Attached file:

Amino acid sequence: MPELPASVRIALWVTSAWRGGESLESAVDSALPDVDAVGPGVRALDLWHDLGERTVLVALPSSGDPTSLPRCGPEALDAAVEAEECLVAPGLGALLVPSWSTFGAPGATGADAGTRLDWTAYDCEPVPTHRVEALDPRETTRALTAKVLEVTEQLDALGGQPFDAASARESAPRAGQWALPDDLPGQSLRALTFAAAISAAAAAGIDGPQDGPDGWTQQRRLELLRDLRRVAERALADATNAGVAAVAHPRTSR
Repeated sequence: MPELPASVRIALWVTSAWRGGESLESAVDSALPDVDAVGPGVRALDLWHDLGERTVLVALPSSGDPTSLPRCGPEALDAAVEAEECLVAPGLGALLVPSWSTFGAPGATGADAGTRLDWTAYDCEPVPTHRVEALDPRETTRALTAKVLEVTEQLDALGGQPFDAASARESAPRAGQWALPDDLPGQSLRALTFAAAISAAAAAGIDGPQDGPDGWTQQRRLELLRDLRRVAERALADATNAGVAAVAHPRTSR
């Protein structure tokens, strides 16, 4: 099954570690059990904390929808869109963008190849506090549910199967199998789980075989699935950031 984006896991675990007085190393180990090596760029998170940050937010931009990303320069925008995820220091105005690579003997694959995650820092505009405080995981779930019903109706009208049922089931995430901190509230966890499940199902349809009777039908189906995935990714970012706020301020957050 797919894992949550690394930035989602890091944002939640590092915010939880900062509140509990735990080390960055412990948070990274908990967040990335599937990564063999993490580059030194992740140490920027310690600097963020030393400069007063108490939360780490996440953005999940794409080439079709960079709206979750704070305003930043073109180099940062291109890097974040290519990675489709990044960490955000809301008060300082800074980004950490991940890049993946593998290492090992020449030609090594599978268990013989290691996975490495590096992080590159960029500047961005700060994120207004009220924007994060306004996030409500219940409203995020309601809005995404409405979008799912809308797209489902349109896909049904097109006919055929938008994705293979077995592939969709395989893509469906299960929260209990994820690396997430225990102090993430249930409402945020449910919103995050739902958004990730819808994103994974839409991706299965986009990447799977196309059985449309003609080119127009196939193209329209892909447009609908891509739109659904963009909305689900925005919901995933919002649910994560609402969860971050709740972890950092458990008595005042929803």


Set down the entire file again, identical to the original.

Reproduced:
Amino acid sequence: MPELPASVRIALWVTSAWRGGESLESAVDSALPDVDAVGPGVRALDLWHDLGERTVLVALPSSGDPTSLPRCGPEALDAAVEAEECLVAPGLGALLVPSWSTFGAPGATGADAGTRLDWTAYDCEPVPTHRVEALDPRETTRALTAKVLEVTEQLDALGGQPFDAASARESAPRAGQWALPDDLPGQSLRALTFAAAISAAAAAGIDGPQDGPDGWTQQRRLELLRDLRRVAERALADATNAGVAAVAHPRTSR
Repeated sequence: MPELPASVRIALWVTSAWRGGESLESAVDSALPDVDAVGPGVRALDLWHDLGERTVLVALPSSGDPTSLPRCGPEALDAAVEAEECLVAPGLGALLVPSWSTFGAPGATGADAGTRLDWTAYDCEPVPTHRVEALDPRETTRALTAKVLEVTEQLDALGGQPFDAASARESAPRAGQWALPDDLPGQSLRALTFAAAISAAAAAGIDGPQDGPDGWTQQRRLELLRDLRRVAERALADATNAGVAAVAHPRTSR
């Protein structure tokens, strides 16, 4: 099954570690059990904390929808869109963008190849506090549910199967199998789980075989699935950031 984006896991675990007085190393180990090596760029998170940050937010931009990303320069925008995820220091105005690579003997694959995650820092505009405080995981779930019903109706009208049922089931995430901190509230966890499940199902349809009777039908189906995935990714970012706020301020957050 797919894992949550690394930035989602890091944002939640590092915010939880900062509140509990735990080390960055412990948070990274908990967040990335599937990564063999993490580059030194992740140490920027310690600097963020030393400069007063108490939360780490996440953005999940794409080439079709960079709206979750704070305003930043073109180099940062291109890097974040290519990675489709990044960490955000809301008060300082800074980004950490991940890049993946593998290492090992020449030609090594599978268990013989290691996975490495590096992080590159960029500047961005700060994120207004009220924007994060306004996030409500219940409203995020309601809005995404409405979008799912809308797209489902349109896909049904097109006919055929938008994705293979077995592939969709395989893509469906299960929260209990994820690396997430225990102090993430249930409402945020449910919103995050739902958004990730819808994103994974839409991706299965986009990447799977196309059985449309003609080119127009196939193209329209892909447009609908891509739109659904963009909305689900925005919901995933919002649910994560609402969860971050709740972890950092458990008595005042929803």